History Colloquium

The aim of the History Colloquium is to encourage greater intellectual exchange within the UW community by discussing works in progress from faculty members and graduate students. History colloquia are normally held three times per quarter at 3:30 p.m. on Mondays. Papers will be sent out one week in advance. 


  • Prof. Joel Walker, chair (fall & winter)
  • Prof. Aditya Ramesh, chair (spring)
  • Ilsa Razzak
  • Nick Grall

Upcoming Colloquiua

Spring Quarter 2024

April 22, 2024
“Transcending the South China Sea via a ‘Place of Exception’: Taiwan’s IndoChinese Refugee Camps”
Alvin Bui, Doctoral Candidate
Discussant: Anand Yang, Professor

May 13, 2024
“A Constellation of Care: Kaʻākaukukui Reef, Squattersville, and the Native Hawaiian Anti-Eviction Movement in Urbanizing Honolulu”
Alika Bourgette, Doctoral Candidate
Discussant: James Gregory, Professor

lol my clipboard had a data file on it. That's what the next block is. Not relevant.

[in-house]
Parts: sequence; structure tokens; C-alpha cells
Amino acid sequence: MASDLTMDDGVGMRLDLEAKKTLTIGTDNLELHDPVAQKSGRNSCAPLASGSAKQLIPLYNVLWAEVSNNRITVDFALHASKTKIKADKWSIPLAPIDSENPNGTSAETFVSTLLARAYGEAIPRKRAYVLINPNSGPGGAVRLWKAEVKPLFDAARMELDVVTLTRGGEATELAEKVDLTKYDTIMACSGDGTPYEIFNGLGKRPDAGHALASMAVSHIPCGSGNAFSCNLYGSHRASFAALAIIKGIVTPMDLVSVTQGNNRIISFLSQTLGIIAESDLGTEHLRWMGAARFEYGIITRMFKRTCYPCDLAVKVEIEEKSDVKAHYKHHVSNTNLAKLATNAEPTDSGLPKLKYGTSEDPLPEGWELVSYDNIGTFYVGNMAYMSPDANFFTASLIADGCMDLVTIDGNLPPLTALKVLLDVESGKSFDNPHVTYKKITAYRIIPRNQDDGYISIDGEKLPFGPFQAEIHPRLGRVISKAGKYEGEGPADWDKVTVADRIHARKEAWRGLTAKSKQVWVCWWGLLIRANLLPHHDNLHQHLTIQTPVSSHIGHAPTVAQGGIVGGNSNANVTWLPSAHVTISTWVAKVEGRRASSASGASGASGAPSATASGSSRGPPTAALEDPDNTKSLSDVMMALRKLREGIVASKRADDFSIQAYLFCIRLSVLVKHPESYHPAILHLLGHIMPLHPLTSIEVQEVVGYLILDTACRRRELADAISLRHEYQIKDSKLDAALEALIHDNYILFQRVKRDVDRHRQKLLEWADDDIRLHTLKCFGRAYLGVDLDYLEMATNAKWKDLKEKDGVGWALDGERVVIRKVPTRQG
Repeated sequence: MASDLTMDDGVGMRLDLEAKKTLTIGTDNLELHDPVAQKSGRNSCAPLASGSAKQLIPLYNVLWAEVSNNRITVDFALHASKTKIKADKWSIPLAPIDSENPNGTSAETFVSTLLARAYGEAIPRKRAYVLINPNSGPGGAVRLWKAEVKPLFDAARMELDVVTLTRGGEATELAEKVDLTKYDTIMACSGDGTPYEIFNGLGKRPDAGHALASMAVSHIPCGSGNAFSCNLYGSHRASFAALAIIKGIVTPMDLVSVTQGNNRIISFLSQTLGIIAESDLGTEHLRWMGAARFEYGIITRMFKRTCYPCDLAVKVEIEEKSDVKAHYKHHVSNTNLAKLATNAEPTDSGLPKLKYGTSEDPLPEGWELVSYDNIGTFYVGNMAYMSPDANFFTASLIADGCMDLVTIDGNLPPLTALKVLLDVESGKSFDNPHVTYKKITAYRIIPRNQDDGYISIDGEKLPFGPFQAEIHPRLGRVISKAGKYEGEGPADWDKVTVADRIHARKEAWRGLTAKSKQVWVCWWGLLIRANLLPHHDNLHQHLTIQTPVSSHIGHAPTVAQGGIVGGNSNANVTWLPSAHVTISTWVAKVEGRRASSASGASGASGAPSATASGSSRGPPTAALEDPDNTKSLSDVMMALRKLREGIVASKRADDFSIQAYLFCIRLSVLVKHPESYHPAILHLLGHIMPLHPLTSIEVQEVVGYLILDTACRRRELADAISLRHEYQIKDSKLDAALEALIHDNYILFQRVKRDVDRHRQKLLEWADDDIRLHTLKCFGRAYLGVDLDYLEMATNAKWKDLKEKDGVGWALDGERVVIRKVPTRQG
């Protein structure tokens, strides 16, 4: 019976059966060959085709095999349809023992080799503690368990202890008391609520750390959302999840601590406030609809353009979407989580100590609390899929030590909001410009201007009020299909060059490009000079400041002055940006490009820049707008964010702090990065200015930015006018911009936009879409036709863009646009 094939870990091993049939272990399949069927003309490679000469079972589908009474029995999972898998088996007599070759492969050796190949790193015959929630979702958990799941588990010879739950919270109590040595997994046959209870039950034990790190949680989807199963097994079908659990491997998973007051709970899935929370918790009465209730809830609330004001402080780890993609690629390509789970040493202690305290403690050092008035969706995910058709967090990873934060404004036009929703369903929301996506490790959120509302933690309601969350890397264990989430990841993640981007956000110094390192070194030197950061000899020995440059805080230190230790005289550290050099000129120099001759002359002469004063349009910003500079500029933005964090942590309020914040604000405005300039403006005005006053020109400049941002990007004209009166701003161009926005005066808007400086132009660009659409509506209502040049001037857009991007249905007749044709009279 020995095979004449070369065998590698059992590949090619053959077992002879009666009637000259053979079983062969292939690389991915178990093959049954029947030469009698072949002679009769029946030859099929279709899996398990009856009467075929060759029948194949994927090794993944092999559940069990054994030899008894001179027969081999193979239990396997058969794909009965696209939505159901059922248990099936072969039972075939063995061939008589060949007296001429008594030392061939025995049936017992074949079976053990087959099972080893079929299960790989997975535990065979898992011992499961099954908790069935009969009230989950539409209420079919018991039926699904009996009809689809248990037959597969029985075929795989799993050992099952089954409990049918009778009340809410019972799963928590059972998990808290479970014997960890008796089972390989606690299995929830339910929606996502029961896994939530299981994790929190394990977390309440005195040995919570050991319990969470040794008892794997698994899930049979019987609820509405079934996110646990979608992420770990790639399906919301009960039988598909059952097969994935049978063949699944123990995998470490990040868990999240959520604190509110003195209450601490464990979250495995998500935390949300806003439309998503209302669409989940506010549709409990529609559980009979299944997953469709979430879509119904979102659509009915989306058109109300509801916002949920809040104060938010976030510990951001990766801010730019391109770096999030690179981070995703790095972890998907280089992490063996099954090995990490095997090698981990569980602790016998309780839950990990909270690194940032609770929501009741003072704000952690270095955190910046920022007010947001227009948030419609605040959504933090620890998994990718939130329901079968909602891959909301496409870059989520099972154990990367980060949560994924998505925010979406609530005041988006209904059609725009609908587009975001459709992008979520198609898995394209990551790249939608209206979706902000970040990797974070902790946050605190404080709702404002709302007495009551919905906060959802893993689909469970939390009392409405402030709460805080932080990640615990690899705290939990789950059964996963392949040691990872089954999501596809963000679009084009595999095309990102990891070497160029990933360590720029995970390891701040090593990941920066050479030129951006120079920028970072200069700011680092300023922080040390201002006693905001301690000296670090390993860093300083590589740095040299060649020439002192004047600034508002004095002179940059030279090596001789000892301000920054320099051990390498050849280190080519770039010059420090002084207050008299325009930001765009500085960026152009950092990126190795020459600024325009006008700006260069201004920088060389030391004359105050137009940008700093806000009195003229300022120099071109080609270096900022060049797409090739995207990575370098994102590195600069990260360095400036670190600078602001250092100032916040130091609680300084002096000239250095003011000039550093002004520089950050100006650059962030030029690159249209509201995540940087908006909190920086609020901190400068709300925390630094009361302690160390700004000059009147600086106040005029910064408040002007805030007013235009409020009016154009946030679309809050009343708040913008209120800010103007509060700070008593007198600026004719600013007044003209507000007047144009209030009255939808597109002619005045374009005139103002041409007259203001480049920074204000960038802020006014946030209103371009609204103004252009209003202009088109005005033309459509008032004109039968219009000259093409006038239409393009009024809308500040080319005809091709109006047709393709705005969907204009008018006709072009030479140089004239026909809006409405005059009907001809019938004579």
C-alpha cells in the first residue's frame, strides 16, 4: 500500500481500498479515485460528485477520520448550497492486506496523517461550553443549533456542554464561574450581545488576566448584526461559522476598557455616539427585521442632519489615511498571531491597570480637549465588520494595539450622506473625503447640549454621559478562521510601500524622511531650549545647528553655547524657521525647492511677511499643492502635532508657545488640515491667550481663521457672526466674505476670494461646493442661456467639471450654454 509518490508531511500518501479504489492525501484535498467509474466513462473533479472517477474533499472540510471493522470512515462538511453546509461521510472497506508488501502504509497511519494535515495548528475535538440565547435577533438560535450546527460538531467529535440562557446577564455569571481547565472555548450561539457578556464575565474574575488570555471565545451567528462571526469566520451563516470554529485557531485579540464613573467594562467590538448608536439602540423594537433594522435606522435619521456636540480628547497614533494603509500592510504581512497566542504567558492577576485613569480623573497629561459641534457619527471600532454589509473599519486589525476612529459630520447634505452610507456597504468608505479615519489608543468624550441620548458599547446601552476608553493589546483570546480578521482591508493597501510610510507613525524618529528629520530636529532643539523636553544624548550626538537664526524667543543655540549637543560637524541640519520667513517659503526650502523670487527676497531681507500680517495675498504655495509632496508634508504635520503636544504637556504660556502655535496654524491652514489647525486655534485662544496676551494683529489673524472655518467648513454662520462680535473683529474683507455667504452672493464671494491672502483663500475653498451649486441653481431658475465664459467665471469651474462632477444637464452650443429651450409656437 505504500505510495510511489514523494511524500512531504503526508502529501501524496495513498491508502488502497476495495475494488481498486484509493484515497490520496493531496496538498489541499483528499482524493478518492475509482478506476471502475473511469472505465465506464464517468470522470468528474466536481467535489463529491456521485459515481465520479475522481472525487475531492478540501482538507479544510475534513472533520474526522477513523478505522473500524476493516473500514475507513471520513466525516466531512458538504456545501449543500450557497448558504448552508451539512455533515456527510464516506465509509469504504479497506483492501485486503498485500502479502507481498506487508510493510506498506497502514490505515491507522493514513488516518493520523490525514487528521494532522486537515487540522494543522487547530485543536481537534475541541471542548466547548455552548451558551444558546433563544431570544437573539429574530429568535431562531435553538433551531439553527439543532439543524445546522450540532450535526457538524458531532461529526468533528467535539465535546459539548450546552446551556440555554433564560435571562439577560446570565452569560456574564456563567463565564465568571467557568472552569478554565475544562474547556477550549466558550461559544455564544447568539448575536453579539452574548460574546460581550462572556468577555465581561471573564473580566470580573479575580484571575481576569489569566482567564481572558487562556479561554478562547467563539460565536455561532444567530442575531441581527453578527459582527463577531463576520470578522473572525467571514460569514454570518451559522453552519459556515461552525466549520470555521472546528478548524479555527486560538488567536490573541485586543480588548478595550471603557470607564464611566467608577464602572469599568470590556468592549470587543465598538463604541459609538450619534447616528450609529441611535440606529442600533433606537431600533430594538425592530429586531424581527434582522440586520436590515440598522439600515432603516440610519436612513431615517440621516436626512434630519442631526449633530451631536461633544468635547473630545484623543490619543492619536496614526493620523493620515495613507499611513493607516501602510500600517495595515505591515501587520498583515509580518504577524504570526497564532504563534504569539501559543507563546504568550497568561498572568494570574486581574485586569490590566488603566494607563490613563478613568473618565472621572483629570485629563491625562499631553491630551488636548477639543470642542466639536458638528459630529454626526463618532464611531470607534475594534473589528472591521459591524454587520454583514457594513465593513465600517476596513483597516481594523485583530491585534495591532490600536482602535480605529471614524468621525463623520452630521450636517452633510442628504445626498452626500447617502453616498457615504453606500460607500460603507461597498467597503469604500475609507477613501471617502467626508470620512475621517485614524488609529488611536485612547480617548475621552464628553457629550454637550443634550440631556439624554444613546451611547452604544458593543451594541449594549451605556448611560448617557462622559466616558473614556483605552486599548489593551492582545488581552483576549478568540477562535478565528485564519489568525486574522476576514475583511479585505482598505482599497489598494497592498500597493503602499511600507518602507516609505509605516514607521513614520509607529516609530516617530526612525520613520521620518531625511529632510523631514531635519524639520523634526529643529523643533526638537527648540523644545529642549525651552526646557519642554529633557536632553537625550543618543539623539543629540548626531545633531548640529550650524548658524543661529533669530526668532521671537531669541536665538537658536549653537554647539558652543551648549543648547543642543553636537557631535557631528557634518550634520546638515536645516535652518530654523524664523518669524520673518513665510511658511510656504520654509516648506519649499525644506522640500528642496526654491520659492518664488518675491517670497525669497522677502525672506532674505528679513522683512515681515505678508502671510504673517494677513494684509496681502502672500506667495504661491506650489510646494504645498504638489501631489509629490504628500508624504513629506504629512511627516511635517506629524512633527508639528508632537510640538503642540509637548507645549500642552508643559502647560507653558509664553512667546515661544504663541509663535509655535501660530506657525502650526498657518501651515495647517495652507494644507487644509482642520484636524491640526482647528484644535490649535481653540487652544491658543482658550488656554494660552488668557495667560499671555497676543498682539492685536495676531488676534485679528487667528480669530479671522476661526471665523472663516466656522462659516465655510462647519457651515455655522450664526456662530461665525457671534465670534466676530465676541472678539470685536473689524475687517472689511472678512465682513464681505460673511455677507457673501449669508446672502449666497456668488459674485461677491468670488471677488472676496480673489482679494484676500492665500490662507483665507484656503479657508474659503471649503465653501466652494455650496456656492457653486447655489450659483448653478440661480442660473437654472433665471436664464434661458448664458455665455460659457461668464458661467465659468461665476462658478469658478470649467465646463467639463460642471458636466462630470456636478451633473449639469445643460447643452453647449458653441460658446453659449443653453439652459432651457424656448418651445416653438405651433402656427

Past Colloquiua

Winter Quarter 2024

January 22, 2024
“Capitalism and the Jewish Problem: Jewish Capitalist Relief Work in the Inter War Era” 
Jacob Beckert, Doctoral Candidate
Discussant: Ileana Rodriguez-Silva, Associate Professor

February 12, 2024
“Black Soldiers and the Racial Debilitation of Slavery and the Civil War” 
Frances O'Shaughnessy, Doctoral Candidate
Discussant: La TaSha Levy, Adjunct Assistant Professor

March 4, 2024
"What We Talk About When We Talk About Prison"
Dan Berger, Adjunct Associate Professor
Discussant: Mark Letteney, Assistant Professor

Fall Quarter 2023

October 23, 2023
"Mongol History between the Qing Empire and Europe"
Matthew Mosca, Associate Professor and Dau-lin Hsu Endowed Professor
Discussant: Ray Jonas, Professor and Jon Bridgman Endowed Professor of History

November 6, 2023
"A Non-state Space in the Local and Past Tense: Opium, Violence and Knowledge in the Wuling Area of Southwest China, 1920-1950"
Sue Zhou, Doctoral Candidate
Discussant: James Lin, Assistant Professor, Jackson School of International Studies

November 27, 2023
“I Don't Know What Will be My Lot”: Transnational Migration and Unfree Labor in Early America”
Bianca Dang, Assistant Professor
Discussant: TBA